23 April 2021
- Plastic industry operators seek annulment of marking requirements for single-use plastic cups for beverages
- Similar to the nutritional label Nutri-Score, the environmental or ‘green’ label Eco-score appears on front-of-packs in the EU – Mere marketing tools?
Plastic industry operators seek annulment of marking requirements for single-use plastic cups for beverages
On 11 March 2021, seven plastic converter businesses lodged an application for an action for annulment (Case T-148/21) against the European Commission (hereinafter, Commission) before the General Court of the European Union with regard to the application of Commission Implementing Regulation (EU) 2020/2151 of 17 December 2020 laying down rules on harmonised marking specifications on single-use plastic products listed in Part D of the Annex to Directive (EU) 2019/904 of the European Parliament and of the Council on the reduction of the impact of certain plastic products on the environment, which implements the marking requirements set forth in Article 7(1) of Directive (EU) 2019/904 of the European Parliament and of the Council of 5 June 2019 on the reduction of the impact of certain plastic products on the environment (hereinafter, SUP Directive).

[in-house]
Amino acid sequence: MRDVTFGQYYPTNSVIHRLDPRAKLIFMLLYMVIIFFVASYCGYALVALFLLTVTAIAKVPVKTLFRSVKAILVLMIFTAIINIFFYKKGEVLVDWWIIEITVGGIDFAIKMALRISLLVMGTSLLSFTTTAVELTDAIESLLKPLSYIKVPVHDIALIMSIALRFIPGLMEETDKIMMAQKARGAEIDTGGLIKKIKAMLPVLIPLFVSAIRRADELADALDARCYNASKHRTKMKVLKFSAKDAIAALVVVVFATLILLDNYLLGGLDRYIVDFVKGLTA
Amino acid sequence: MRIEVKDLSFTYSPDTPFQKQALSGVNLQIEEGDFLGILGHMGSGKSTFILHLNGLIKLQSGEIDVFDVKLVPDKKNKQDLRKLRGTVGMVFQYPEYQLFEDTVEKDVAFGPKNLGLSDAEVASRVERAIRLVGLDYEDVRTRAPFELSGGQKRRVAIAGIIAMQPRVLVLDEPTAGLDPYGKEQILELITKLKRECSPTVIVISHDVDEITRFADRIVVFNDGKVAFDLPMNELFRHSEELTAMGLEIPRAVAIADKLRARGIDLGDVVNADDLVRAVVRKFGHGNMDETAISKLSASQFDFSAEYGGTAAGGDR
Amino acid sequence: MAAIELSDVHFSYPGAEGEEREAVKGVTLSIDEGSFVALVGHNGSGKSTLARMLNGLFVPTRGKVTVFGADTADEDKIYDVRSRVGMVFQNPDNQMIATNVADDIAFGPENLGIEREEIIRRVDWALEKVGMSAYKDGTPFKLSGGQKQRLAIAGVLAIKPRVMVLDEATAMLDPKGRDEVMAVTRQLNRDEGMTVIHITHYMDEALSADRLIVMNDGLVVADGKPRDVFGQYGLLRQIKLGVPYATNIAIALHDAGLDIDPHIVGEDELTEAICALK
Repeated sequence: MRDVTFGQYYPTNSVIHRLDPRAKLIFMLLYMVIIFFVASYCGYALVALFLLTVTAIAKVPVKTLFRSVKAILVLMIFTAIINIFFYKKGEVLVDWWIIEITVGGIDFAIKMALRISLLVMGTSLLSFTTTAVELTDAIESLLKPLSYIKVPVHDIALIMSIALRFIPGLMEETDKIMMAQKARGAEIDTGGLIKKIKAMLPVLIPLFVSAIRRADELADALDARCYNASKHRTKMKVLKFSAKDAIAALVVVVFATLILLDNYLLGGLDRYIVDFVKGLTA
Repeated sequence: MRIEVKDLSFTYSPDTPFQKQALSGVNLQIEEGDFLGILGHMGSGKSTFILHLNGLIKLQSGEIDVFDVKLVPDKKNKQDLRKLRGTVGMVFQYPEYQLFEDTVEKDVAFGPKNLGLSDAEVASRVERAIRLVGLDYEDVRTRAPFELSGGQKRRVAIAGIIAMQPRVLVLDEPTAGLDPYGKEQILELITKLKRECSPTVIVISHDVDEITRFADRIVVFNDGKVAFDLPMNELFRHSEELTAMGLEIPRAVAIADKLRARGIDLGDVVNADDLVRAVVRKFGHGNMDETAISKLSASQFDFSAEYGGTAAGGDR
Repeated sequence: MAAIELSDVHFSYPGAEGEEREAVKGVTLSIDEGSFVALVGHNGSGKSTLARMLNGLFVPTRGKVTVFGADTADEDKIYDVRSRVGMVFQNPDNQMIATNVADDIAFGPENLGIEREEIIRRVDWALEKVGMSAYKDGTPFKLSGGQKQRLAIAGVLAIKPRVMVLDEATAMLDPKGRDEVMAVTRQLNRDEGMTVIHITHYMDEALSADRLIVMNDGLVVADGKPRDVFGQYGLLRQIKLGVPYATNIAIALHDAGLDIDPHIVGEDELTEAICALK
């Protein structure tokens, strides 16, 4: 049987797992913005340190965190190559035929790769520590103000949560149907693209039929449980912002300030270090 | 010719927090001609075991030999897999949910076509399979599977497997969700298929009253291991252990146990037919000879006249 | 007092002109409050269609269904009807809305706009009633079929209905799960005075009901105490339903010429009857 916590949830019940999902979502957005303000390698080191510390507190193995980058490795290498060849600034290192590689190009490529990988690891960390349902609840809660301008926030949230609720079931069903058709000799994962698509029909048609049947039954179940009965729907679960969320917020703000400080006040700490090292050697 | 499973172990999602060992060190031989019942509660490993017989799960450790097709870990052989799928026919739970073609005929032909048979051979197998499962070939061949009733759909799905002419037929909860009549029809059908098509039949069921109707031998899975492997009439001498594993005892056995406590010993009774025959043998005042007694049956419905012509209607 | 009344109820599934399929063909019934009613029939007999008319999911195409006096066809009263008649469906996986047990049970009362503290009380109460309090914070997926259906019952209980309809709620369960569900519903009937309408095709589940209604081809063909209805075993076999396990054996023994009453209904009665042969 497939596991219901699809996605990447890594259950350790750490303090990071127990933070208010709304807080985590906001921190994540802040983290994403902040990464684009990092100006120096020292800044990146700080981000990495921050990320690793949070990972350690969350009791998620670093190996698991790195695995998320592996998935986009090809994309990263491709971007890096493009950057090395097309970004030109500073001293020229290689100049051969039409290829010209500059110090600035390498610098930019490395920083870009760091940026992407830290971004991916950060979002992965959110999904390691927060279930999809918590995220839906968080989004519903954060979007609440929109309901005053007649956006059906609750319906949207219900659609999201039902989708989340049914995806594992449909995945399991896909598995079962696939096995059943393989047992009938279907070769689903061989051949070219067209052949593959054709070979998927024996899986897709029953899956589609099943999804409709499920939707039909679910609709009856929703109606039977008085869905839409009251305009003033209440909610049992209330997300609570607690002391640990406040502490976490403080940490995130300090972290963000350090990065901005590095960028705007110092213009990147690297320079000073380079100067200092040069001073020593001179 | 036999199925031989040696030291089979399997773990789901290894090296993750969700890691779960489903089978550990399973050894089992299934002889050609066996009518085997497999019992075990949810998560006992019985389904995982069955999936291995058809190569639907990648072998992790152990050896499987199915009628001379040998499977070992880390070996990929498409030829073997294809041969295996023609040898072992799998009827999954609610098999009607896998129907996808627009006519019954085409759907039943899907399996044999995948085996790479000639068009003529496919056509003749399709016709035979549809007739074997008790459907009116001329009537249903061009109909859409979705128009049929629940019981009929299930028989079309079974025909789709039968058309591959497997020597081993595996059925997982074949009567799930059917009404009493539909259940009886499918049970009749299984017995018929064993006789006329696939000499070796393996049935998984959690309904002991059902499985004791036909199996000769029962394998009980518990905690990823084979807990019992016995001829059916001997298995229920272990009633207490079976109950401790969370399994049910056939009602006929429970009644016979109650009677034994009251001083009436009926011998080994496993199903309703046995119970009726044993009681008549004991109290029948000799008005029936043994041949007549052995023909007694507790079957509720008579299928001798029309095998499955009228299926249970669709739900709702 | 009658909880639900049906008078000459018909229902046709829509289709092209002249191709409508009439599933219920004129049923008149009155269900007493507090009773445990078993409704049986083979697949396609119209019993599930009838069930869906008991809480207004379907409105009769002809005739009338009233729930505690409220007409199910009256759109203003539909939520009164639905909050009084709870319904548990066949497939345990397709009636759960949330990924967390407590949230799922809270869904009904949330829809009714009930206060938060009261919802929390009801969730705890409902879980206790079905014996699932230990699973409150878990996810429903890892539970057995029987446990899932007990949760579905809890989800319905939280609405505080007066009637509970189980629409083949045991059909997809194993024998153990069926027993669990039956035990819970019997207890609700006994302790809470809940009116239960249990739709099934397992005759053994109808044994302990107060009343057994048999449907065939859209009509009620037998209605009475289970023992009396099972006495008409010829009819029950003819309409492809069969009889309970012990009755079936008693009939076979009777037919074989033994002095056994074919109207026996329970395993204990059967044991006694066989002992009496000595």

Regulating plastic products in the EU
In January 2018, the Commission adopted its Circular Economy Package, which consists of a set of measures aimed at making the EU’s economy more sustainable (see Trade Perspectives, Issue No. 1 of 11 January 2019). In this context, the Commission’s Communication on A European Strategy for Plastics in a Circular Economy envisages a change in the way that plastics and plastic products are designed, produced, used, and recycled. It also foresees to make all plastic packaging recyclable by 2030. Consequently, in June 2019, the EU adopted the SUP Directive (see Trade Perspectives, Issue No. 7 of 5 April 2019), which EU Member States must transpose into national legislation by 3 July 2021.The SUP Directive, while acknowledging the versatility of plastic and its everyday application, aims at preventing and reducing “the impact of certain plastic products on the environment, in particular the aquatic environment, and on human health” and at promoting “the transition to a circular economy with innovative and sustainable business models, products and materials”.